Trademarks may be registered as per the Trademarks Act of 1993 (the Act) in South Africa, which forms the legislative basis upon which proprietors may protect their trademarks from unauthorized use.
According to the Act, a trademark means ‘a mark used or proposed to be used by a person in relation to goods or services for the purpose of distinguishing the goods or services in relation to which the mark is used or proposed to be used from the same kind of goods or services connected in the course of trade with any other person’
Being a mark used for distinction purposes, there ought to be remedies where there is an infringement on the use of the trademark, by a third party.
The Act provides for three instances in Section 34 (1), in which infringement is accepted as having taken place:
A question that often comes up is, are unregistered trademarks legally protected against unauthorized use by third parties?
South Africa has a hybrid legal system, with the Common Law being one of our main sources of law. A claimant may rely on the Common Law, to prove certain principles in order to be successful. The concept of passing-off is used to afford protection or defend a claim relating to unauthorized use of an unregistered trademark.
Passing-off is whereby a trader makes a misrepresentation, either deliberately or through negligence, to the public that his/her trade (business) is that of a competing trader or that the businesses are associated.
The owner (claimant) of the mark will be required, as was held in the case of Adidas AG and Another v Pepkor Retail Ltd (14605/2009)  ZAWCHC, to prove that the mark has become so distinct such that to the public, it has acquired substantial significance in relation to identifying the goods or services of its business. In other words, the claimant must prove the presence of a reputation. Proving a reputation will be dependent upon factors such as sales figures, advertising expenditure to promote the goods or services associated with the mark, the period that the mark has been used by the claimant as well as the uniqueness of the mark amongst others.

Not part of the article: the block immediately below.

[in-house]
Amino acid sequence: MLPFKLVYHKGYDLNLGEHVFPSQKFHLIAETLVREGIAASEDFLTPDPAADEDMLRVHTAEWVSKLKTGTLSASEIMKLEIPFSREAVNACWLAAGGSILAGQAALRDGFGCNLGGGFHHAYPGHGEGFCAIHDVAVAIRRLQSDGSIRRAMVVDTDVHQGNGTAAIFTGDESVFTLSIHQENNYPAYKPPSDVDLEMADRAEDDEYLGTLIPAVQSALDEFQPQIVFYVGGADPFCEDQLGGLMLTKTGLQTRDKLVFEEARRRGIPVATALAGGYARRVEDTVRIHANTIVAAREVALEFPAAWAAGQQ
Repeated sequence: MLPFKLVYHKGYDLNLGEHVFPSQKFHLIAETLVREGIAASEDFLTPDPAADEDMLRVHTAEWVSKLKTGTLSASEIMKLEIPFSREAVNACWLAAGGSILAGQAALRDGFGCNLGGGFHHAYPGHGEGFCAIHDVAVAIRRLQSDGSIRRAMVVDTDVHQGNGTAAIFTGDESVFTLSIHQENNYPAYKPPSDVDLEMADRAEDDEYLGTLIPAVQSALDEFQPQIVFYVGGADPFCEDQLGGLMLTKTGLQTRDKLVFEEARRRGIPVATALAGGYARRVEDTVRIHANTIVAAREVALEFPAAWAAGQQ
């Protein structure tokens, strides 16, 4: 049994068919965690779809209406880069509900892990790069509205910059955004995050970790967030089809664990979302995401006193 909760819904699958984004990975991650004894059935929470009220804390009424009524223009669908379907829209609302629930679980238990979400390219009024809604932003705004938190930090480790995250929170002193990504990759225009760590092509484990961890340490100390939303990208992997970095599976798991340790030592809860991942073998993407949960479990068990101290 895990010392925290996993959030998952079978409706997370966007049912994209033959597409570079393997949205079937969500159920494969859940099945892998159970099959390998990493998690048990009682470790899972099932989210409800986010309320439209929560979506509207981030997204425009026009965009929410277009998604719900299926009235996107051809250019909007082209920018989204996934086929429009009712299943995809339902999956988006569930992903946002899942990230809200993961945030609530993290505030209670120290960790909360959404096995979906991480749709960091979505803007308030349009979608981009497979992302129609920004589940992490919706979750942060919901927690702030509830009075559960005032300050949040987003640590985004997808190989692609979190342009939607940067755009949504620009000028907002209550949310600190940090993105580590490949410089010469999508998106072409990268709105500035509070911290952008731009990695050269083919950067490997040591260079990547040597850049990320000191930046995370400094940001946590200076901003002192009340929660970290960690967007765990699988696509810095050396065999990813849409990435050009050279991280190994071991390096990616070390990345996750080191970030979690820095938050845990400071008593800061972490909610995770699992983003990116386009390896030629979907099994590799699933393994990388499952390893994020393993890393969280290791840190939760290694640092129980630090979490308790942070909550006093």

It will also be required for the claimant to prove that the use of the mark by the infringing party was meant to deceive and cause confusion amongst the consumers, resulting in actual or probable injury to the reputation of the claimant’s business. Consequently, it is not only actual injury to the trade that needs to be proven, but even probable injury is also sufficient as was noted in the case of Adcock-Ingram Products Ltd v Beecham SA (Pty) Ltd  4 All SA.
As was noted in the case of Danco Clothing (Pty) Ltd v Nu-Care Marketing and Sales Promotions (Pty) Ltd and Another (675/89)  ZASCA, the onus rests on the claimant to prove that the use of the mark by the infringing party was meant to deceive or cause confusion, on a balance of probabilities.
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